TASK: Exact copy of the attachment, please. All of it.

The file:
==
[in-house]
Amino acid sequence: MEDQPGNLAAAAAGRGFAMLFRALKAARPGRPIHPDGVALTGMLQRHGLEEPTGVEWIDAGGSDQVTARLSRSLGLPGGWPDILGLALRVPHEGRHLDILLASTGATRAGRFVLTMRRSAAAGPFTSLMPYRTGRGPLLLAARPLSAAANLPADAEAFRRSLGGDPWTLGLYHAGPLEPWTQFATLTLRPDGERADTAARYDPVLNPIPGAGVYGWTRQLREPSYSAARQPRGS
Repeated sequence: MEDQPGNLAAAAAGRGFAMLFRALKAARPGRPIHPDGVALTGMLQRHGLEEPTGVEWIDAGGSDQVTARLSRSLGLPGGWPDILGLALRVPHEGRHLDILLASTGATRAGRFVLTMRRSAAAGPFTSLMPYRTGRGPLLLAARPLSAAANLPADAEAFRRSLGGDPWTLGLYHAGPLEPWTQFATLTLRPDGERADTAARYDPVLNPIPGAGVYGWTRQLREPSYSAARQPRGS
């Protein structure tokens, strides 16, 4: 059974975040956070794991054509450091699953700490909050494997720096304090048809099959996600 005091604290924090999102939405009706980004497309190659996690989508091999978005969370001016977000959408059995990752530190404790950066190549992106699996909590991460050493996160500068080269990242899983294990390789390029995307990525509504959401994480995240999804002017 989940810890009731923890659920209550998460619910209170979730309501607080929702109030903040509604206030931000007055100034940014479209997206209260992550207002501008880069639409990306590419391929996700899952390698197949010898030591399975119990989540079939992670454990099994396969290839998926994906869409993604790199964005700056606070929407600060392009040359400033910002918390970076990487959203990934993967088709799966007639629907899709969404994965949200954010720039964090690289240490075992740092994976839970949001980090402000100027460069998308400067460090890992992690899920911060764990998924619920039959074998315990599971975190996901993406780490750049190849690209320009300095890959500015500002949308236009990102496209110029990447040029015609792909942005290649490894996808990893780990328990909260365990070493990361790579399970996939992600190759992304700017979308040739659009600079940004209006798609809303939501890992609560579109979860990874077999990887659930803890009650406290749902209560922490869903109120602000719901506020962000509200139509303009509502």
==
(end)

[in-house]
Amino acid sequence: MEDQPGNLAAAAAGRGFAMLFRALKAARPGRPIHPDGVALTGMLQRHGLEEPTGVEWIDAGGSDQVTARLSRSLGLPGGWPDILGLALRVPHEGRHLDILLASTGATRAGRFVLTMRRSAAAGPFTSLMPYRTGRGPLLLAARPLSAAANLPADAEAFRRSLGGDPWTLGLYHAGPLEPWTQFATLTLRPDGERADTAARYDPVLNPIPGAGVYGWTRQLREPSYSAARQPRGS
Repeated sequence: MEDQPGNLAAAAAGRGFAMLFRALKAARPGRPIHPDGVALTGMLQRHGLEEPTGVEWIDAGGSDQVTARLSRSLGLPGGWPDILGLALRVPHEGRHLDILLASTGATRAGRFVLTMRRSAAAGPFTSLMPYRTGRGPLLLAARPLSAAANLPADAEAFRRSLGGDPWTLGLYHAGPLEPWTQFATLTLRPDGERADTAARYDPVLNPIPGAGVYGWTRQLREPSYSAARQPRGS
């Protein structure tokens, strides 16, 4: 059974975040956070794991054509450091699953700490909050494997720096304090048809099959996600 005091604290924090999102939405009706980004497309190659996690989508091999978005969370001016977000959408059995990752530190404790950066190549992106699996909590991460050493996160500068080269990242899983294990390789390029995307990525509504959401994480995240999804002017 989940810890009731923890659920209550998460619910209170979730309501607080929702109030903040509604206030931000007055100034940014479209997206209260992550207002501008880069639409990306590419391929996700899952390698197949010898030591399975119990989540079939992670454990099994396969290839998926994906869409993604790199964005700056606070929407600060392009040359400033910002918390970076990487959203990934993967088709799966007639629907899709969404994965949200954010720039964090690289240490075992740092994976839970949001980090402000100027460069998308400067460090890992992690899920911060764990998924619920039959074998315990599971975190996901993406780490750049190849690209320009300095890959500015500002949308236009990102496209110029990447040029015609792909942005290649490894996808990893780990328990909260365990070493990361790579399970996939992600190759992304700017979308040739659009600079940004209006798609809303939501890992609560579109979860990874077999990887659930803890009650406290749902209560922490869903109120602000719901506020962000509200139509303009509502």